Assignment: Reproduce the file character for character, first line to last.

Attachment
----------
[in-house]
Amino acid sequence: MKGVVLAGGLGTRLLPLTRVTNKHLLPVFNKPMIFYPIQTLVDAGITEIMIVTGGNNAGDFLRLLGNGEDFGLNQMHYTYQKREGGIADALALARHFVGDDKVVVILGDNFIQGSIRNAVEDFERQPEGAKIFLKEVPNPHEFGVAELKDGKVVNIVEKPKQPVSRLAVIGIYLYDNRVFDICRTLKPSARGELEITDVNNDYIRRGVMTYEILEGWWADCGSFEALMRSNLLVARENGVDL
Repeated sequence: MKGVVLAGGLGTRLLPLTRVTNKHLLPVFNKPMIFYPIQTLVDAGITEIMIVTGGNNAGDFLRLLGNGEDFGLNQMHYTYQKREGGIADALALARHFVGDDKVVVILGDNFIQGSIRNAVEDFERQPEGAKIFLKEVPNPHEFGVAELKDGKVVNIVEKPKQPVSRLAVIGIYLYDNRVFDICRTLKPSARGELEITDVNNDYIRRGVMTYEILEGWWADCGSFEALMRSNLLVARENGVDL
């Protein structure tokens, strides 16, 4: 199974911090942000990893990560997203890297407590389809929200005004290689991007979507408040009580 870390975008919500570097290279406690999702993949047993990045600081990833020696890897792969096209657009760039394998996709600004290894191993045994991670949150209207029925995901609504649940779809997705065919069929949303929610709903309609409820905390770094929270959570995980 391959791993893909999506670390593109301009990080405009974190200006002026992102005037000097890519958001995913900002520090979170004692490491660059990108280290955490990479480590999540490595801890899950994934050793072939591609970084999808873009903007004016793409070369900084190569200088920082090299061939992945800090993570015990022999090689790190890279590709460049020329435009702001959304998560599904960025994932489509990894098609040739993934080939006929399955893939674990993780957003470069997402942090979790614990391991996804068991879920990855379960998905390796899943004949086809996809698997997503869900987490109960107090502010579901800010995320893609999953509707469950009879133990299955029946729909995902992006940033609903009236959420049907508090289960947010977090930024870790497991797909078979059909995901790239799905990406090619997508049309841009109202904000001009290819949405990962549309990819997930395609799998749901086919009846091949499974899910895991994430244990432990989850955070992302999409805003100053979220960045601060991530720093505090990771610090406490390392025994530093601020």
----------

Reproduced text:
[in-house]
Amino acid sequence: MKGVVLAGGLGTRLLPLTRVTNKHLLPVFNKPMIFYPIQTLVDAGITEIMIVTGGNNAGDFLRLLGNGEDFGLNQMHYTYQKREGGIADALALARHFVGDDKVVVILGDNFIQGSIRNAVEDFERQPEGAKIFLKEVPNPHEFGVAELKDGKVVNIVEKPKQPVSRLAVIGIYLYDNRVFDICRTLKPSARGELEITDVNNDYIRRGVMTYEILEGWWADCGSFEALMRSNLLVARENGVDL
Repeated sequence: MKGVVLAGGLGTRLLPLTRVTNKHLLPVFNKPMIFYPIQTLVDAGITEIMIVTGGNNAGDFLRLLGNGEDFGLNQMHYTYQKREGGIADALALARHFVGDDKVVVILGDNFIQGSIRNAVEDFERQPEGAKIFLKEVPNPHEFGVAELKDGKVVNIVEKPKQPVSRLAVIGIYLYDNRVFDICRTLKPSARGELEITDVNNDYIRRGVMTYEILEGWWADCGSFEALMRSNLLVARENGVDL
């Protein structure tokens, strides 16, 4: 199974911090942000990893990560997203890297407590389809929200005004290689991007979507408040009580 870390975008919500570097290279406690999702993949047993990045600081990833020696890897792969096209657009760039394998996709600004290894191993045994991670949150209207029925995901609504649940779809997705065919069929949303929610709903309609409820905390770094929270959570995980 391959791993893909999506670390593109301009990080405009974190200006002026992102005037000097890519958001995913900002520090979170004692490491660059990108280290955490990479480590999540490595801890899950994934050793072939591609970084999808873009903007004016793409070369900084190569200088920082090299061939992945800090993570015990022999090689790190890279590709460049020329435009702001959304998560599904960025994932489509990894098609040739993934080939006929399955893939674990993780957003470069997402942090979790614990391991996804068991879920990855379960998905390796899943004949086809996809698997997503869900987490109960107090502010579901800010995320893609999953509707469950009879133990299955029946729909995902992006940033609903009236959420049907508090289960947010977090930024870790497991797909078979059909995901790239799905990406090619997508049309841009109202904000001009290819949405990962549309990819997930395609799998749901086919009846091949499974899910895991994430244990432990989850955070992302999409805003100053979220960045601060991530720093505090990771610090406490390392025994530093601020």